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Pancreatitis, or inflammation of the pancreas, is a disease seen frequently in dogs. In fact, 92% of dogs over age twelve have evidence of current or past pancreatitis if the pancreas is biopsied. Most of these dogs will never have shown any symptoms of disease, so pancreatitis is probably very common but usually mild. Unfortunately, for some dogs it can be severe or recurrent.

The pancreas is an important organ located near the small intestine. It is responsible for the production of most of the enzymes that digest food, and it also produces insulin. When the pancreas is diseased or injured, the enzymes it produces leak in and around the pancreas, damaging it and the other organs nearby. These enzymes that are leaking out break down fat and protein locally, instead of traveling down the pancreatic duct to the intestines. In effect, the dog digests its own tissues. The abdomen soon becomes inflamed, and may subsequently become infected.

An animal with pancreatitis may show such symptoms as lethargy, fever, vomiting, diarrhea (which is often bloody), refusal to eat and abdominal pain. Symptoms may start suddenly or come on gradually, and can range from mild and intermittent to severe and life-threatening.

The disease may be seen in any breed at any age, but it seems to be more common in female, middle aged dogs. Pancreatitis often occurs soon after ingestion of garbage, dead animals or a fatty meal (scraps of fatty meat, peanuts, whole milk, chicken skins, etc.), but many times the exact cause is not known. There are many factors which contribute to pancreatitis. Among them are obesity, high fat diets, drugs such as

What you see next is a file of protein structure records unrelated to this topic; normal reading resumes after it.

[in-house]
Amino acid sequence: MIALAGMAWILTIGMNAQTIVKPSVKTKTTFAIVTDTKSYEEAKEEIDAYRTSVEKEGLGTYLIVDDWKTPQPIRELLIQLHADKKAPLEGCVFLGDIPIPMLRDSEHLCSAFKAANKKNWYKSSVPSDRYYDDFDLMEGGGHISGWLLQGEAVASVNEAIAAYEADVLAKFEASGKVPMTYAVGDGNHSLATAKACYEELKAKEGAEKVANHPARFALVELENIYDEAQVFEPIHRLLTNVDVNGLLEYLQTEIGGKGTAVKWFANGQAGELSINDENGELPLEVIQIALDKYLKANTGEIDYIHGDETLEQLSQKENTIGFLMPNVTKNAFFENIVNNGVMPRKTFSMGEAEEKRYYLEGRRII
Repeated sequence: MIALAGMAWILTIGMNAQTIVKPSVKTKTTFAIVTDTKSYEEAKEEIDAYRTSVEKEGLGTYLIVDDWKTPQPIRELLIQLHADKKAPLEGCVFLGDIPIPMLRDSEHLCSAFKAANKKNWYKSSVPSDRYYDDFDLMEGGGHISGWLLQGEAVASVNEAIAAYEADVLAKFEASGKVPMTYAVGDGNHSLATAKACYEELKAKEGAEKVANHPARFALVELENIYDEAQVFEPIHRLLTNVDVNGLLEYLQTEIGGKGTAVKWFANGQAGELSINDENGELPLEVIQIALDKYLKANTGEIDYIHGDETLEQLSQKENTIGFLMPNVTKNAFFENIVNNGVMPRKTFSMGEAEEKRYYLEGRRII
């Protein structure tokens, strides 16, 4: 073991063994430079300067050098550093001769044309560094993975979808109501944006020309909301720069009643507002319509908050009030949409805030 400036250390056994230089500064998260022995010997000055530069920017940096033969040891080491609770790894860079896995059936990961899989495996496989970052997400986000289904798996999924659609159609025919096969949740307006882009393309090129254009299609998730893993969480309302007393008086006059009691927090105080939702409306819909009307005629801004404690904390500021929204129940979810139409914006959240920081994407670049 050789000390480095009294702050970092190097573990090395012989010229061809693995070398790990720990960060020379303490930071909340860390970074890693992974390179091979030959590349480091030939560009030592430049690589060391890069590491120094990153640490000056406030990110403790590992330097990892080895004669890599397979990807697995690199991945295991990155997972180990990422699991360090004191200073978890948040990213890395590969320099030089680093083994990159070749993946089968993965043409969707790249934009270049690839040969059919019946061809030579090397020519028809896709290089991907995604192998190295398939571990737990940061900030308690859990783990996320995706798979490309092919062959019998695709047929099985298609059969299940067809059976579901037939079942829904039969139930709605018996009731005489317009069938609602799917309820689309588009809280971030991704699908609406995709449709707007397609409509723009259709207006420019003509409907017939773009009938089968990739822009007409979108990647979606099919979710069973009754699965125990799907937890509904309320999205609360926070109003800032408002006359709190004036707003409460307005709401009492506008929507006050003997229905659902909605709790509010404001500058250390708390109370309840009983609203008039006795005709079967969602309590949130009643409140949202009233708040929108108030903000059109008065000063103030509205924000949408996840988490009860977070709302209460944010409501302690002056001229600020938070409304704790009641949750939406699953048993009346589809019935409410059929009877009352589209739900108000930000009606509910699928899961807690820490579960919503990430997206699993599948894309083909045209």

corticosteroids (frequently used to treat allergies and other conditions), infectious diseases and kidney disease. Reflux of intestinal contents into the pancreatic ducts may be a significant factor also. Whatever the cause, once the pancreas is damaged a vicious cycle is established as more enzyme leakage leads to more damage, leads to more leakage, etc.

Pancreatitis can be easily confused with many other diseases and conditions which cause similar symptoms. A physical exam will reveal whether your animal is feverish, dehydrated or painful. Blood tests are usually done to ascertain whether an infection is present, and to test for higher than normal levels of pancreatic enzymes in the blood. Because the liver is located next to the pancreas often liver inflammation is evident on blood tests as well. Abdominal radiographs (x-rays) or ultrasound may also assist in diagnosis, and in assessing the extent of the damage. Occasionally, surgery to get a biopsy or to remove a pancreatic abscess or tumor may be needed.

Treatment depends on the severity of the disease, but in general includes antibiotics, withholding food for one or more days to allow the digestive tract time to heal, drugs to control vomiting and diarrhea, and fluids or shock treatment as necessary. Severe cases require hospitalization and IV fluid therapy for several days to more than a week. Milder cases may be treated and then released into the owner’s care. Because fat stimulates the pancreas to release more enzymes it is very important to feed a bland, low fat diet for at least the first few days after an episode of pancreatitis. Dogs with chronic or recurrent problems may be on these diets for life.

Pancreatitis can be a serious and life threatening disease. Even with intensive care, in severe cases the dog may not survive. Chronic or severe pancreatitis may also lead to peritonitis, diabetes and pancreatic insufficiency – an inability of the damaged pancreas to produce enough enzymes to enable food to be digested.

To avoid pancreatitis feed your dog a good quality food, avoid overfeeding and table scraps, and keep your dog away from garbage, dead animals and other sources of digestive upset.